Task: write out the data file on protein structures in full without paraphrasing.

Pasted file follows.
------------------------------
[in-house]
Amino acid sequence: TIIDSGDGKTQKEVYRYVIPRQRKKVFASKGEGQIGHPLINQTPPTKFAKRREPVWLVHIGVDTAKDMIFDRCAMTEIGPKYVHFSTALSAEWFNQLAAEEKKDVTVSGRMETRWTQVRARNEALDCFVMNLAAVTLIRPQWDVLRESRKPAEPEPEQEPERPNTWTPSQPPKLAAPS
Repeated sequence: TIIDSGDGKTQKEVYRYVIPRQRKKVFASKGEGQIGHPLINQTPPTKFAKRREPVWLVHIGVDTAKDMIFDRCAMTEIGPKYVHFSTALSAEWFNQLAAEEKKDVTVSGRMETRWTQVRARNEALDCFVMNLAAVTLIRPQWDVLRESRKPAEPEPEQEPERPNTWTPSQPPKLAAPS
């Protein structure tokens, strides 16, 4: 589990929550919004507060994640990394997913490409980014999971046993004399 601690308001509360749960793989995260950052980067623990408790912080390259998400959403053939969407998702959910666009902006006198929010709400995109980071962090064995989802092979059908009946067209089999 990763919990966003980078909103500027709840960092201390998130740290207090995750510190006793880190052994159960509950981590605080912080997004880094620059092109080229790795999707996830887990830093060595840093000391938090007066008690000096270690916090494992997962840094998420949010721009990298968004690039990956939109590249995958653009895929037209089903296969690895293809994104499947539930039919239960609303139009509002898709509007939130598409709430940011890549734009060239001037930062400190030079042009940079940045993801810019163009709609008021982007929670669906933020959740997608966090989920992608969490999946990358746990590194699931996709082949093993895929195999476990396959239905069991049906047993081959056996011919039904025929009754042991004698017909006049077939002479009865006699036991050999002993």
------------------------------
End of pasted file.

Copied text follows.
[in-house]
Amino acid sequence: TIIDSGDGKTQKEVYRYVIPRQRKKVFASKGEGQIGHPLINQTPPTKFAKRREPVWLVHIGVDTAKDMIFDRCAMTEIGPKYVHFSTALSAEWFNQLAAEEKKDVTVSGRMETRWTQVRARNEALDCFVMNLAAVTLIRPQWDVLRESRKPAEPEPEQEPERPNTWTPSQPPKLAAPS
Repeated sequence: TIIDSGDGKTQKEVYRYVIPRQRKKVFASKGEGQIGHPLINQTPPTKFAKRREPVWLVHIGVDTAKDMIFDRCAMTEIGPKYVHFSTALSAEWFNQLAAEEKKDVTVSGRMETRWTQVRARNEALDCFVMNLAAVTLIRPQWDVLRESRKPAEPEPEQEPERPNTWTPSQPPKLAAPS
């Protein structure tokens, strides 16, 4: 589990929550919004507060994640990394997913490409980014999971046993004399 601690308001509360749960793989995260950052980067623990408790912080390259998400959403053939969407998702959910666009902006006198929010709400995109980071962090064995989802092979059908009946067209089999 990763919990966003980078909103500027709840960092201390998130740290207090995750510190006793880190052994159960509950981590605080912080997004880094620059092109080229790795999707996830887990830093060595840093000391938090007066008690000096270690916090494992997962840094998420949010721009990298968004690039990956939109590249995958653009895929037209089903296969690895293809994104499947539930039919239960609303139009509002898709509007939130598409709430940011890549734009060239001037930062400190030079042009940079940045993801810019163009709609008021982007929670669906933020959740997608966090989920992608969490999946990358746990590194699931996709082949093993895929195999476990396959239905069991049906047993081959056996011919039904025929009754042991004698017909006049077939002479009865006699036991050999002993």